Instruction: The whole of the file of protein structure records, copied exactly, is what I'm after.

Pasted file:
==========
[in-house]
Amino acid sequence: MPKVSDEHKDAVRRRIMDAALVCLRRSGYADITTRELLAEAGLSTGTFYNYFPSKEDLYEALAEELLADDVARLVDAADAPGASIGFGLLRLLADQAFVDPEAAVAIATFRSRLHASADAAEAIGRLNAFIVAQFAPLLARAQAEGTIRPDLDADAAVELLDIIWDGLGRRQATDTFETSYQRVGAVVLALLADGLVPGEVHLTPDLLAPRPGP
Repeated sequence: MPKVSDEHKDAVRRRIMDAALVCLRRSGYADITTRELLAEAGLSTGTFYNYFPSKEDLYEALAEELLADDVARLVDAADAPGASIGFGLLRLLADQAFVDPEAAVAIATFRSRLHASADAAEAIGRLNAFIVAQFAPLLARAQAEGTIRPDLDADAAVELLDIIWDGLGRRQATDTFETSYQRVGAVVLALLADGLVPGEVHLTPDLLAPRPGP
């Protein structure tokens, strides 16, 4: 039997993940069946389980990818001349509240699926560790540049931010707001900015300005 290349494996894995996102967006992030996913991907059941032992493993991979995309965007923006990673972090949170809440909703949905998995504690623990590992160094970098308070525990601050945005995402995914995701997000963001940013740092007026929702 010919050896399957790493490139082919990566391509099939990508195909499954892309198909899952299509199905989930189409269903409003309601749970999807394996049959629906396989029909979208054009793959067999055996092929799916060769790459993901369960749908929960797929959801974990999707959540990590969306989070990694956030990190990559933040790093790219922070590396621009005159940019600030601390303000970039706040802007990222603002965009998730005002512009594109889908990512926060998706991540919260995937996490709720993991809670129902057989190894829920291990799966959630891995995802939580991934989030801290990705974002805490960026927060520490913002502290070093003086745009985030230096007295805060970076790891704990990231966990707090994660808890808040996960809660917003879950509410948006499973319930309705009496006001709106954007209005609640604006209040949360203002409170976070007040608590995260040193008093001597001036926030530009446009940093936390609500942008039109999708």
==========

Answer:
[in-house]
Amino acid sequence: MPKVSDEHKDAVRRRIMDAALVCLRRSGYADITTRELLAEAGLSTGTFYNYFPSKEDLYEALAEELLADDVARLVDAADAPGASIGFGLLRLLADQAFVDPEAAVAIATFRSRLHASADAAEAIGRLNAFIVAQFAPLLARAQAEGTIRPDLDADAAVELLDIIWDGLGRRQATDTFETSYQRVGAVVLALLADGLVPGEVHLTPDLLAPRPGP
Repeated sequence: MPKVSDEHKDAVRRRIMDAALVCLRRSGYADITTRELLAEAGLSTGTFYNYFPSKEDLYEALAEELLADDVARLVDAADAPGASIGFGLLRLLADQAFVDPEAAVAIATFRSRLHASADAAEAIGRLNAFIVAQFAPLLARAQAEGTIRPDLDADAAVELLDIIWDGLGRRQATDTFETSYQRVGAVVLALLADGLVPGEVHLTPDLLAPRPGP
């Protein structure tokens, strides 16, 4: 039997993940069946389980990818001349509240699926560790540049931010707001900015300005 290349494996894995996102967006992030996913991907059941032992493993991979995309965007923006990673972090949170809440909703949905998995504690623990590992160094970098308070525990601050945005995402995914995701997000963001940013740092007026929702 010919050896399957790493490139082919990566391509099939990508195909499954892309198909899952299509199905989930189409269903409003309601749970999807394996049959629906396989029909979208054009793959067999055996092929799916060769790459993901369960749908929960797929959801974990999707959540990590969306989070990694956030990190990559933040790093790219922070590396621009005159940019600030601390303000970039706040802007990222603002965009998730005002512009594109889908990512926060998706991540919260995937996490709720993991809670129902057989190894829920291990799966959630891995995802939580991934989030801290990705974002805490960026927060520490913002502290070093003086745009985030230096007295805060970076790891704990990231966990707090994660808890808040996960809660917003879950509410948006499973319930309705009496006001709106954007209005609640604006209040949360203002409170976070007040608590995260040193008093001597001036926030530009446009940093936390609500942008039109999708």